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4,000 Viewed NZ Mosques Shootings Live, Claims Facebook

Facebook said it removed the original video and hashed it to detect other shares visually similar to that video and automatically remove them from Facebook and Instagram

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Facebook, Messenger and Instagram apps are displayed on an iPhone, March 13, 2019, in New York. VOA

Facing the flak over its inability to spot and remove the livestreaming of New Zealand mosque’s shooting, Facebook on Tuesday said 4,000 people viewed it before being taken down.

“The video was viewed fewer than 200 times during the live broadcast. No users reported the video during the live broadcast,” Chris Sonderby, VP and Deputy General Counsel, said in a blog-post. “Including the views during the live broadcast, the video was viewed about 4,000 times in total before being removed from Facebook,” Sonderby added.

Strapped with a GoPro camera to his head, the gunman broadcasted graphic footage of shooting via Facebook Live for nearly 17 minutes. It was later shared in millions on other social media platforms.

Fifty people were killed in the shootings at Al Noor Mosque and the Linwood Avenue Masjid in Christchurch on March 15 after 28-year-old Australian national Brenton Tarrant opened indiscriminate firings.

According to Facebook, the first user report on the original video came in 29 minutes after the video started, and 12 minutes after the live broadcast ended. “Before we were alerted to the video, a user on ‘8chan’ posted a link to a copy of the video on a file-sharing site,” said Sonderby.

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This photograph taken on May 16, 2018, shows a figurine standing in front of the logo of social network Facebook on a cracked screen of a smartphone in Paris. VOA

“We removed the personal accounts of the named suspect from Facebook and Instagram, and are identifying and removing any imposter accounts that surface,” he said.

Facebook said it removed the original video and hashed it to detect other shares visually similar to that video and automatically remove them from Facebook and Instagram.

Also Read- Netflix Not to Integrate its Services with Apple Streaming Platform

“Some variants such as screen recordings were more difficult to detect, so we expanded to additional detection systems, including the use of audio technology,” Sonderby said.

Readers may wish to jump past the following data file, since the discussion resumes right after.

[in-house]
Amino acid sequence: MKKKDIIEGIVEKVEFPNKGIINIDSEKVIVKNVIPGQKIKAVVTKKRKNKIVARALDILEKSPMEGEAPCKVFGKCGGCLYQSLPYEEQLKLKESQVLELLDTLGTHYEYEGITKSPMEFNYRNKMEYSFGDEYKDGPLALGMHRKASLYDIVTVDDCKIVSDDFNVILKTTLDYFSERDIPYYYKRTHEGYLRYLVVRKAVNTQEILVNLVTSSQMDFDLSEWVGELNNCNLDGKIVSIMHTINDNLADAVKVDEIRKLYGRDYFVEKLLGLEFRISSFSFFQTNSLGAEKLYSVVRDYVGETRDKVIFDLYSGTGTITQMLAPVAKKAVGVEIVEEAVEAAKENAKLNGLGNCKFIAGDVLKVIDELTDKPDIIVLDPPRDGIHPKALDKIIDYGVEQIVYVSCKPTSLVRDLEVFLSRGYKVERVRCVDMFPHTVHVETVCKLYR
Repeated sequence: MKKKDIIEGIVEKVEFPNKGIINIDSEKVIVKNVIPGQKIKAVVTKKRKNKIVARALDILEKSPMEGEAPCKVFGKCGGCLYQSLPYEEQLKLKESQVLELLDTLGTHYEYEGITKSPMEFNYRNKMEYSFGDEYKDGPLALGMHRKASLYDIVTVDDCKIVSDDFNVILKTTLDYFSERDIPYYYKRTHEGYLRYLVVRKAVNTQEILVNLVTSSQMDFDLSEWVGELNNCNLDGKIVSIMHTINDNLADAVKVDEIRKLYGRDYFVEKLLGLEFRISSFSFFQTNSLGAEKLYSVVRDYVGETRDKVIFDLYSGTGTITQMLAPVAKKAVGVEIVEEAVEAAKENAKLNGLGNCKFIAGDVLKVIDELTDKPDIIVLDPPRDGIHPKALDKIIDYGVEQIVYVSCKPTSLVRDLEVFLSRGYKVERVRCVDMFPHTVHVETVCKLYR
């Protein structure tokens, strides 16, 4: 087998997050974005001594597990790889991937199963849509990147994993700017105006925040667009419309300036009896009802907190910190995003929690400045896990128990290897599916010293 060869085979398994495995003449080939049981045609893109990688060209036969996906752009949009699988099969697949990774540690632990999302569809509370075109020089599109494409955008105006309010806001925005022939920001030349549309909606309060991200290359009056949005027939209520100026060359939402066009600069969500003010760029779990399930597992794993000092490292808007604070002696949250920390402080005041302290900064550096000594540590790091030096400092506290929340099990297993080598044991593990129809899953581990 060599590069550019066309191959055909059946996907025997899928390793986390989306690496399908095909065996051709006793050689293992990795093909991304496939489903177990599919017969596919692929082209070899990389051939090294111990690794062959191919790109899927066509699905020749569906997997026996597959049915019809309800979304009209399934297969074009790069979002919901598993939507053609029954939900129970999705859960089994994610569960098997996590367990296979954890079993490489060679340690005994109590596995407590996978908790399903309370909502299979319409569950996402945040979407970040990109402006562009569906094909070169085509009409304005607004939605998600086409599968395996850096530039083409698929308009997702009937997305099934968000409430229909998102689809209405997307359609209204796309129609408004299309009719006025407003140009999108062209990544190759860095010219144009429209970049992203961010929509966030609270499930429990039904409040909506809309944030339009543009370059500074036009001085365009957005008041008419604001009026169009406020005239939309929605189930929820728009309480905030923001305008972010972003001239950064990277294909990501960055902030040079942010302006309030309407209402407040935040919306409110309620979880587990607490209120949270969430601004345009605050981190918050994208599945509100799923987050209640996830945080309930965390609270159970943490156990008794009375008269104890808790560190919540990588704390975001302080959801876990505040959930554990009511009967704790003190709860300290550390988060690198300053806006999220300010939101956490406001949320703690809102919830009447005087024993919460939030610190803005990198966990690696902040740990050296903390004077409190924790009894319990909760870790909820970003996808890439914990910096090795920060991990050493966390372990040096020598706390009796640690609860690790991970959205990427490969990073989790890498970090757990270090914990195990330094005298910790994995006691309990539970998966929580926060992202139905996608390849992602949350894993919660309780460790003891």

“In the first 24 hours, we removed about 1.5 million videos of the attack. More than 1.2 million of those videos were blocked at upload, and were therefore prevented from being seen on our services,” he said. (IANS)

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Fake Ads on Facebook Spreading Rumours About anti-HIV Drugs

"Facebook and Instagram immediately remove the advertisements outlined above that are harming public health," it added

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The social media application, Facebook is displayed on Apple's App Store, July 30, 2019. VOA

Fake ads on Facebook are spreading rumours about the ill-effect of anti-HIV drugs, targeting LGBTQ Facebook and Instagram users and are causing significant harm to public health, a non-profit organization GLAAD has written in a letter to CEO Mark Zuckerberg.

“We are urgently reaching out to Facebook and Instagram regarding factually inaccurate advertisements which suggest negative health effects of Truvada PrEP (Pre-Exposure Prophylaxis).

“We request that Facebook and Instagram remove the advertisements and also publicly address the misinformation that the platforms allowed to spread,” the non-profit organization said in the letter.

Using Facebook’s and Instagram’s targeted advertising programs, various law firms are attempting to recruit gay and bisexual men who use Truvada PrEP as an HIV preventative to join a lawsuit, claiming that the drug has caused harmful side effects in this patient population, specifically bone density and kidney issues.

“This is despite numerous studies underscoring the safety of TDF in HIV-negative PrEP users,” said GLAAD.

Leading public health officials, medical professionals, and dedicated PrEP navigators and outreach coordinators have shared that these advertisements on Facebook and Instagram are being directly cited by at-risk community members expressing heightened fears about taking PrEP.

The US Centers for Disease Control and Prevention reports that when taken daily, PrEP is highly effective for preventing HIV from sex or injection drug use.

“Studies have shown that PrEP reduces the risk of getting HIV from sex by about 99 per cent when taken daily.”

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HIV is a virus that impairs the body’s immune system badly and eventually takes the patient closer. Pixabay

By allowing these advertisements to persist on their platforms, said the letter, Facebook and Instagram are convincing at-risk individuals to avoid PrEP, invariably leading to avoidable HIV infections.

“You are harming public health.”

Facebook was yet to comment on the letter.

Facebook’s Advertising Policy regarding misinformation in ads states that “Facebook prohibits ads that include claims debunked by third-party fact checkers or, in certain circumstances, claims debunked by organizations with particular expertise.”

Also Read: Zomato in Advanced Talks with Uber to Buy Uber Eats

We are the organizations with “particular expertise,” said GLAAD.

They demanded immediate action to ameliorate the harm which has already been caused to those who may be seeking preventative treatment against HIV.

“Facebook and Instagram immediately remove the advertisements outlined above that are harming public health,” it added. (IANS)